The shop, also referred to as The Gold Medal Cake Shop, is advertised as 13 Water Street which was recently Orama Radio & TV, previously F. Matthews, but elders say that’s not where McCartney & Samples was. Has Water Street been renumbered since 1935?

The B & G Stores advert is from a Rhyl Grammar School publication dated 1965. The shop's Queen Street address is given as No.35 which is now Dixie Dean’s gift shop on a corner of Sussex Street. David and Christine at Dixie’s have no knowledge of B & G ever having been there. They remember it being lower down Queen Street, i.e. in the left-hand section of the furniture and beds shop in the colour photo. Has Queen Street been renumbered since 1965?


TUE 12th JAN 2010 UPDATE: A reader has queried Fairholme, the school at the foot of the list in the B & G advert. I can advise that Fairholme was and still is an independent primary/prep school at The Mount, Mount Road, St. Asaph. The Mount was the former home of a member of the Pilkington glass-making family; the school moved there in 1964 (a year before the advert) having been in the town of Denbigh since 1900.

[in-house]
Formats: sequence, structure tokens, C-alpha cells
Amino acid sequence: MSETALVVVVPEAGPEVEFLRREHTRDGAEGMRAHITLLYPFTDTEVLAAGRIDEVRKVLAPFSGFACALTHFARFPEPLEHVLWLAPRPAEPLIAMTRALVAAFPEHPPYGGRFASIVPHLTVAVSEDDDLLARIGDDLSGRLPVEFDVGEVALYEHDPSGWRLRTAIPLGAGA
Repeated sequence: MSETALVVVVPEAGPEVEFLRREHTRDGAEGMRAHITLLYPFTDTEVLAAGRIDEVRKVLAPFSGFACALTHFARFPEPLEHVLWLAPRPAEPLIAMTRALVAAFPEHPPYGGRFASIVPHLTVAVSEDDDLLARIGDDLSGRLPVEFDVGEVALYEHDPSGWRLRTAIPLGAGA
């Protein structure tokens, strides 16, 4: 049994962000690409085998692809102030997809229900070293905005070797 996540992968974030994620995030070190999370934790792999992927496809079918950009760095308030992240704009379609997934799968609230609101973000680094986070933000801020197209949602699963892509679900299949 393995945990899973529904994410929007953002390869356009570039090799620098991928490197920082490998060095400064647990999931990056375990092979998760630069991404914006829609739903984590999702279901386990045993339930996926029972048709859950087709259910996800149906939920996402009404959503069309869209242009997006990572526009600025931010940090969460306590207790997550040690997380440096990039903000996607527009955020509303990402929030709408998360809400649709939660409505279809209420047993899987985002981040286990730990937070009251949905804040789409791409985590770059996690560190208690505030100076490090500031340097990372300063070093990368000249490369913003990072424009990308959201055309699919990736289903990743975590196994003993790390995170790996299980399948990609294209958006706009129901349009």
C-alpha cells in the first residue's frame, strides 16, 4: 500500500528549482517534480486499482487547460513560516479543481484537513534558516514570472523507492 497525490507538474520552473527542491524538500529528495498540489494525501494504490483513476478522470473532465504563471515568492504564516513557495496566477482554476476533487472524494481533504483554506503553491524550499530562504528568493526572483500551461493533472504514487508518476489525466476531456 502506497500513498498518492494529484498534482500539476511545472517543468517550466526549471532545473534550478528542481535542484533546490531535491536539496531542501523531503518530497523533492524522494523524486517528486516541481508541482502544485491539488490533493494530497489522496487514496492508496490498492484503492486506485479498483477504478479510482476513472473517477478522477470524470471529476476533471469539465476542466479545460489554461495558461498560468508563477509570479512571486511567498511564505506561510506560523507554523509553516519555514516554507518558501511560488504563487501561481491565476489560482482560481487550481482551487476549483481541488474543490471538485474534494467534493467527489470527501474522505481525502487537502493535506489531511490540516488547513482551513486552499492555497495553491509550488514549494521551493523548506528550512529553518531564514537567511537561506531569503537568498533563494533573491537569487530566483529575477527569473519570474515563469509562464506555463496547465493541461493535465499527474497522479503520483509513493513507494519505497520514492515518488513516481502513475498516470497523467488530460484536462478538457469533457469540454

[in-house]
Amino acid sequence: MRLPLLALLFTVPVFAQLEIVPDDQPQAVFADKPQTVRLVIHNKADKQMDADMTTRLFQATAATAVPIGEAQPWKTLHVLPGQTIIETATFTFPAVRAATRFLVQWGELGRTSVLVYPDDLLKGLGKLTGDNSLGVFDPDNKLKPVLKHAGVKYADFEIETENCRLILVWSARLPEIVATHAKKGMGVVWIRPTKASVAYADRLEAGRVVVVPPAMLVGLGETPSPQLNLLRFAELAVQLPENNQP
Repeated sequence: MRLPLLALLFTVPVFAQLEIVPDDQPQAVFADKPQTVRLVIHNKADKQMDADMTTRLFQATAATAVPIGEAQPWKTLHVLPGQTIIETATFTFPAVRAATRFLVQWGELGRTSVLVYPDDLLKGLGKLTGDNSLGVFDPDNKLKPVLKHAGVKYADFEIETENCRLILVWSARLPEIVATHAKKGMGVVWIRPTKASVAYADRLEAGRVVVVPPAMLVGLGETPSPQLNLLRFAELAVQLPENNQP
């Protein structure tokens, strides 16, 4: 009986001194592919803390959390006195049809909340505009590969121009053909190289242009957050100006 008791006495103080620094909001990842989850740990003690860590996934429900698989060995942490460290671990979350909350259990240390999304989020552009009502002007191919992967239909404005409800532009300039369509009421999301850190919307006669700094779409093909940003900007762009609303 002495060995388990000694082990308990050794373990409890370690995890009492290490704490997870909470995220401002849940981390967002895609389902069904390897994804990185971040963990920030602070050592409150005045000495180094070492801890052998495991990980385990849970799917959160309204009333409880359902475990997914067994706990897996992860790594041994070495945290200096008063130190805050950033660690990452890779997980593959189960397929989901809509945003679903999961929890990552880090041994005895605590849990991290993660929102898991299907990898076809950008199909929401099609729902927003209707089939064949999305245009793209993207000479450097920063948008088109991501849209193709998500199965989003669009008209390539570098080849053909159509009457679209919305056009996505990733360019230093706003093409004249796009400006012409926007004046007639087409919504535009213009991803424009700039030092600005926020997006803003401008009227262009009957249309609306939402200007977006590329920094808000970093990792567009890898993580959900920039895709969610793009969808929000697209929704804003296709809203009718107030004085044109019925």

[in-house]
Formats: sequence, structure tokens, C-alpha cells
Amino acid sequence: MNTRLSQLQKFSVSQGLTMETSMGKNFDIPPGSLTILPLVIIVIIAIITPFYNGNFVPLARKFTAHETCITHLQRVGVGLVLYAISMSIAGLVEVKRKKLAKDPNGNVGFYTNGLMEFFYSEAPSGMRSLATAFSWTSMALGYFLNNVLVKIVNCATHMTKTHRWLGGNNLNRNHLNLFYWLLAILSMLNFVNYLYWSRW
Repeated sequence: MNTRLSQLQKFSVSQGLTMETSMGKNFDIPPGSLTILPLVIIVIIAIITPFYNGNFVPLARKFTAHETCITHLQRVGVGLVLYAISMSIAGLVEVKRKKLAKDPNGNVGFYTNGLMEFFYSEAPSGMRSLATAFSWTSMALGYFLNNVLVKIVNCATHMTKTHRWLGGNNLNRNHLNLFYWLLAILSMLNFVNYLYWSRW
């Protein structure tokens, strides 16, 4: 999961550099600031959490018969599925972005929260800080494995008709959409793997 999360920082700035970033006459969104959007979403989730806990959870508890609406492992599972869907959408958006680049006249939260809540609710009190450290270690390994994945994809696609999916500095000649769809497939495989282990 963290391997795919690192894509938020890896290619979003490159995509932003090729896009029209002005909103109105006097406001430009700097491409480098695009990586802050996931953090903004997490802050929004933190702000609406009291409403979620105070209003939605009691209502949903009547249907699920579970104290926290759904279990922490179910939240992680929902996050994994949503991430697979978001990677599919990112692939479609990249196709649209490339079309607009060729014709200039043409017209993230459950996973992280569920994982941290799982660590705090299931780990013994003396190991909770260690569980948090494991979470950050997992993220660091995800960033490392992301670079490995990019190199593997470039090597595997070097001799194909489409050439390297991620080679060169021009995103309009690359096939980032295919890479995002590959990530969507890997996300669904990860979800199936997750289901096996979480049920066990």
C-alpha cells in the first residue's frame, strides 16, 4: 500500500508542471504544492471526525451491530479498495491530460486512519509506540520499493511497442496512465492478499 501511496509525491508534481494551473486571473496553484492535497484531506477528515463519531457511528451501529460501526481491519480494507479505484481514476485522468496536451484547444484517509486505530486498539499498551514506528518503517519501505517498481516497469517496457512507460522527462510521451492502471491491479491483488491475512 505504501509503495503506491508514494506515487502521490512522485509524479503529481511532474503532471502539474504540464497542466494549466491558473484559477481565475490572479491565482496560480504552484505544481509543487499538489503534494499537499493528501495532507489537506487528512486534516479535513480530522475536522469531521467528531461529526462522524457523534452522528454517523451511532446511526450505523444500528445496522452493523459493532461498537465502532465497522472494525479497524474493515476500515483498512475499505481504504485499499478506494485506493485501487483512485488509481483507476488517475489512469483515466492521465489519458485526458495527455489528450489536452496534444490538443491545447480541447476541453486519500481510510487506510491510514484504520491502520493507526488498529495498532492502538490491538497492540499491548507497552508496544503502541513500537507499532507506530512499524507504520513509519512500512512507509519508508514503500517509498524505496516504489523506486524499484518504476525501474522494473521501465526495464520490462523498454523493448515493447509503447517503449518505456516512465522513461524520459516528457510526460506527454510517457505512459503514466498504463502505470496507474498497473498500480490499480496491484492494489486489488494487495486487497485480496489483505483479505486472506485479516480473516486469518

Sunday, 20 December 2009


Rose QueenResearch is continuing about Rhyl’s Rose Day, an annual event which seemed to fall out of fashion in the early 1950s. Meanwhile, here is a Rose Day photo from early 1940s. Rose Queen Nancy with her tiara would be wearing a pink dress. The picture is from Gaynor Williams (was Jones) who is sitting in the front row on the left.

At that difficult time of world war, extreme austerity and shortages, continuing with events such as Rose Day and of course May Day, was a way of clinging to normality and community routine in a defiant sort of way, as if to say ‘We are not going to be put off by danger and hardship;
we are going about our business as usual’.

WED 15th APR 2015 UPDATE: A note from the files of the late Glyn Rees indicates that our first Rose Day was in August 1922 and our first Rose Queen was Miss Beatrice Gibbs of 9, Osborne Grove, Rhyl.